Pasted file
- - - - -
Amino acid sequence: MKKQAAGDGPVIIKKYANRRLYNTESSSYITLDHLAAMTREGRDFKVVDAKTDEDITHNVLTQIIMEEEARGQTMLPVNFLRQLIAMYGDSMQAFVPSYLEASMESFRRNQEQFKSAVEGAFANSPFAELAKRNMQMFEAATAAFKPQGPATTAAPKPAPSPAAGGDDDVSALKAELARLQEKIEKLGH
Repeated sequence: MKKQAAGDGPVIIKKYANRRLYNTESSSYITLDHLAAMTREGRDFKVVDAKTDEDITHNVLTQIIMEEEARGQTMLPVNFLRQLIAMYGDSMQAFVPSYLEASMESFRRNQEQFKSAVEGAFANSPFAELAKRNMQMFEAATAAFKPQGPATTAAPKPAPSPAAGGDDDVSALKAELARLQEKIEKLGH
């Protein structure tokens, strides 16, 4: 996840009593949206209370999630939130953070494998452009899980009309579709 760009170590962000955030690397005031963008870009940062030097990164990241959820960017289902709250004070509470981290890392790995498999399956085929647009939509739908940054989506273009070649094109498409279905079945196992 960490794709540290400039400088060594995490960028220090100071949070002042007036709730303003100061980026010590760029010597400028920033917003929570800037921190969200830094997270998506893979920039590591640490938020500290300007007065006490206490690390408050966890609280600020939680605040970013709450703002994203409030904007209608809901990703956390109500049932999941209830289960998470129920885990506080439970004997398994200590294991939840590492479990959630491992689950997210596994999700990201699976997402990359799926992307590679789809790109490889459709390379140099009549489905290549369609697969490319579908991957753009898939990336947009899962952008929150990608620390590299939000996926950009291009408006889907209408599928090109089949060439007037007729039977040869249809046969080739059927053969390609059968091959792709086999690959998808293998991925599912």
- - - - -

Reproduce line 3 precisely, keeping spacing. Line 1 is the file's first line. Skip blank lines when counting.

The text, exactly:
């Protein structure tokens, strides 16, 4: 996840009593949206209370999630939130953070494998452009899980009309579709 760009170590962000955030690397005031963008870009940062030097990164990241959820960017289902709250004070509470981290890392790995498999399956085929647009939509739908940054989506273009070649094109498409279905079945196992 960490794709540290400039400088060594995490960028220090100071949070002042007036709730303003100061980026010590760029010597400028920033917003929570800037921190969200830094997270998506893979920039590591640490938020500290300007007065006490206490690390408050966890609280600020939680605040970013709450703002994203409030904007209608809901990703956390109500049932999941209830289960998470129920885990506080439970004997398994200590294991939840590492479990959630491992689950997210596994999700990201699976997402990359799926992307590679789809790109490889459709390379140099009549489905290549369609697969490319579908991957753009898939990336947009899962952008929150990608620390590299939000996926950009291009408006889907209408599928090109089949060439007037007729039977040869249809046969080739059927053969390609059968091959792709086999690959998808293998991925599912």